“Generally, it is necessary to ensure that any election conducted is done in a way that would substantially ensure that the main objective of a free and fair election is achieved”.

In this edition, I intend to consider two issues namely:

  • Whether Nigeria is in a state of war and
  • Whether or not election can be held in some parts of Nigeria


War is an organized and often prolonged conflict generally characterized by extreme violence, social disruption and an attempt at economic destruction. War is a phenomenon which occurs only between political communities. Certain political pressure groups like terrorist organization might also be considered political communities in that they are associations of people with a political purpose and indeed, many of them aspire to statehood or to influence the development of statehood in certain lands. In this respect it is worthy of note that Boko Haram now states that its cardinal objective is to establish an Islamic State (Caliphate) in some parts of Nigeria. It can also be defined as a state of hostility, conflict or antagonism.

War is not only an act, but a state or condition, for nations are said to be at war not only when their armies are engaged, so as to be in the very act of contention but also when they have any matter of controversy or dispute subsisting between them which they are determined to decide by the use of force and have declared publicly, or by their act, their determination so to decide it.

Flowing from the above definitions of war, Nigeria as a nation can be said to be at war given the state of insecurity in the North-Eastern region which is presently being taken over by Boko Haram insurgency; a place where peace and unity cannot presently be found; a place where Boko Haram believes that the best way to handle issues/challenges is through violence and use arms leading to the destruction of lives and property and the displacement of thousands of Nigerians.


It is settled that in Nigeria, every qualified adult citizen has a right to vote as Nigeria is a democratic state. The right to vote is generally perceived as inextricably intertwined with the concept of democracy. According to Venkatarangaiya:

“If popular control of government through the mechanism of elections is the essence of democracy, it follows that the control should be by all people and not by any few among them. Unless it can be proved that those who are excluded are either unfit or incompetent to exercise the vote…the basis of democracy is the principle of equality of all citizens and that to give the right to vote to some and to deny it to other is in conflict with this principle and is therefore unjust.”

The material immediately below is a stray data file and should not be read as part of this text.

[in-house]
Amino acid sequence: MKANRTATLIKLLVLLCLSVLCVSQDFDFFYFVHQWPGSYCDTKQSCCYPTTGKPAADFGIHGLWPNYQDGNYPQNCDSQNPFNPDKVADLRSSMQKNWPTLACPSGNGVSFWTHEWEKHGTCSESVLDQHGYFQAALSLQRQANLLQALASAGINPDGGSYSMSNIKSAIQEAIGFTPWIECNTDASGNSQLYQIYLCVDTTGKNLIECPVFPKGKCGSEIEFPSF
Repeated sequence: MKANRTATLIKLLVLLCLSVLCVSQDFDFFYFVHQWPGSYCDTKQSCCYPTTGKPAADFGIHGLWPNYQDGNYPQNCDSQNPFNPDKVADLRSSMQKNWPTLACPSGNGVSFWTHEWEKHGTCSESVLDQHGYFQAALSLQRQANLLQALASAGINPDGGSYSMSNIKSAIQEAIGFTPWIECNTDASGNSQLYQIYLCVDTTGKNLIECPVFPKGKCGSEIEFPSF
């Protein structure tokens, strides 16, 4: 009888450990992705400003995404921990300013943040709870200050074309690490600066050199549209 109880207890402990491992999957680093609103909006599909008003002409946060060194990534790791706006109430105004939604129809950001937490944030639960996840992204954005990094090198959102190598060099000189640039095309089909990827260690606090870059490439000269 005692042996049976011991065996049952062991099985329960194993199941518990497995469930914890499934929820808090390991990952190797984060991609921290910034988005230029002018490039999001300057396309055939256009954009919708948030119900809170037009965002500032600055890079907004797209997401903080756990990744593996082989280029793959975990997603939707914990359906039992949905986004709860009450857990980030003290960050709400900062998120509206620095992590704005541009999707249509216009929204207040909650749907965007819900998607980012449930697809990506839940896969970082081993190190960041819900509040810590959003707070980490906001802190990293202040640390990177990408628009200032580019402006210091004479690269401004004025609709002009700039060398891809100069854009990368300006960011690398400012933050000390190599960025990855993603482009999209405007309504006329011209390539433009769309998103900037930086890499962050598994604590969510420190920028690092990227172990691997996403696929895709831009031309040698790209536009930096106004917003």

In Westberry v Sanders, the court testified to the fundamental character of the right to vote when it said:

No right is more precious in a free country than that of having a choice in the election of those who make the laws under which, as good citizens, they must live. Other rights even the most basic are illusory if the right to vote is undermined.”


Election is the lifeblood of democracy. It is the only way for the citizenry to renew and exercise their rights in the governance of their nation and get the most benefit out of democracy. The democratic right of Nigerians to elect their leaders every four years is therefore of paramount importance.

However with the increased spate of the insurgency it is obvious that a lot of indigenes of the affected states will not be able to partake in the forthcoming elections. INEC began the Permanent Voter Card distribution in Borno state and from the initial 12 Local Governments to which the said PVCs ought to be distributed; only two will now get it. The remaining have reportedly been seized by the insurgents. Reports also say that 13 LGAs in Yobe State were also allegedly under the Islamists control. Adamawa State also has its own share of this development.  It is therefore apparent that unless and until it is reasonably safe for people to come out and vote, no election ought to be held in those states.

From all indications, a lot of Nigerians who are living in the affected states might be deprived of their right to vote in the forthcoming elections save the elections are postponed until the authorities are satisfied that it is safe to conduct election there.

The question now is how this provision of the constitution can be realized when certain states in the federation are at war and it would appear impossible or difficult for the indigenes and residents of the said states to exercise their rights of voting. In states like Borno, Adamawa, Yobe? Even if elections are held only in certain areas of the said states it is doubtful whether such elections would amount to elections in the whole of the state to satisfy the requirement of Section 134(2)(b). Put directly, would elections only in two local governments in Borno State be taken to have been election in the whole of Borno State? As the obvious answer would be in the negative how will any candidate satisfy the “not less than one quarter of the votes cast at the election in each of at least two-thirds of all the states” requirement?


  • In the light of this, recourse must be had to the provisions of Section 135(3) of the 1999 constitution which provides that:

if the federation is at war in which the territory of Nigeria is physically involved and the President considers it not practicable to hold elections, the national assembly may by resolution extend the period of four years mentioned in section135(2) and  64(1)  from time to time but not beyond a period of six months at any one time.”


Generally, it is necessary to ensure that any election conducted is done in a way that would substantially ensure that the main objective of a free and fair election is achieved.